Root canals get a bad wrap. But don't believe the rumors; the dreaded root canal isn't dreadful at all! Root canals are needed when either decay or an injury infects the inner tooth (the pulp). In the earliest stages of infection, you may not feel any pain at all. But when it progresses, you could have a toothache and swelling, or a dental abscess might form. Root canals remove the infection and prevent it from spreading. Thanks to laser root canals, this process is faster, more comfortable and, in many cases, more thorough than conventional root canals. Pulp capping is an alternative to root canals that are used when the infection has yet to penetrate the pulp. Pulp capping can also prevent a large dental filling from getting too close to the nerve.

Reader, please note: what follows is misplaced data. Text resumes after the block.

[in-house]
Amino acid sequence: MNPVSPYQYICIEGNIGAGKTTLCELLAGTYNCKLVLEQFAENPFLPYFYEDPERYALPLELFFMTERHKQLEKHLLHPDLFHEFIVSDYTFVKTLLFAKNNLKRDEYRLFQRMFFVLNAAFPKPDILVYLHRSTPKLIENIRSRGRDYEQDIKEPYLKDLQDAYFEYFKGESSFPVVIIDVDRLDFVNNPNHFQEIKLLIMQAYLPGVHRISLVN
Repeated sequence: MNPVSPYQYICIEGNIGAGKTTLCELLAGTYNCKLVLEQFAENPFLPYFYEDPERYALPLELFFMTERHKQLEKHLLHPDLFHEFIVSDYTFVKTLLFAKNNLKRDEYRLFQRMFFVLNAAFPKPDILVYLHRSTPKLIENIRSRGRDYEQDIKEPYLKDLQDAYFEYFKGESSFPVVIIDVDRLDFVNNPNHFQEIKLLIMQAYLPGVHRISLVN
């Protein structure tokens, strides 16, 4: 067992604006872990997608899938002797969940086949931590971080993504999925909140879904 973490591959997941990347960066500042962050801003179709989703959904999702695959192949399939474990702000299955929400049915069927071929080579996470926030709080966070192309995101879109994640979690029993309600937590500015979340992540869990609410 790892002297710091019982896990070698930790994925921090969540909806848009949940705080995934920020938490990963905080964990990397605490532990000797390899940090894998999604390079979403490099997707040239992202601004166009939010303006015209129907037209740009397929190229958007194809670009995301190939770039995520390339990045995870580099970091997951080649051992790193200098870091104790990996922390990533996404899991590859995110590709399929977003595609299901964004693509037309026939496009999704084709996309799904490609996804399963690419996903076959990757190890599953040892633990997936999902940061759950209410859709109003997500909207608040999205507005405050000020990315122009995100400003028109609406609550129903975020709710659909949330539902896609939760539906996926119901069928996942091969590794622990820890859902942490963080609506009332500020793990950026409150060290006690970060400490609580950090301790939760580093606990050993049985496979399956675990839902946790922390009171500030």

• Tooth extractions
• Drainage of oral infections
Nitrous Oxide Sedation
Ever wish you could sail through dental visits without anxiety or fear? Would you rather endure an agonizing toothache than go to the dentist? Answering “yes” to these questions could mean that you're a perfect candidate for sedation dentistry. With sedation dentistry, you can forget about fear and focus on pure relaxation.
There are different levels of sedation to accommodate every patient. Minimal sedation involves inhaling nitrous oxide (“laughing gas”). Nitrous oxide helps you relax and wears off quickly.
Catering to the dental needs of kids requires a special touch. Pediatric dentists are specially trained to treat the oral health needs of children, from infancy through their teenage years. This involves in-depth knowledge about children's behavior, as well as their growth and development. Pediatric dental offices are also designed to make kids feel comfortable and relaxed – with plenty of toys, activities and a warm, inviting and fun décor.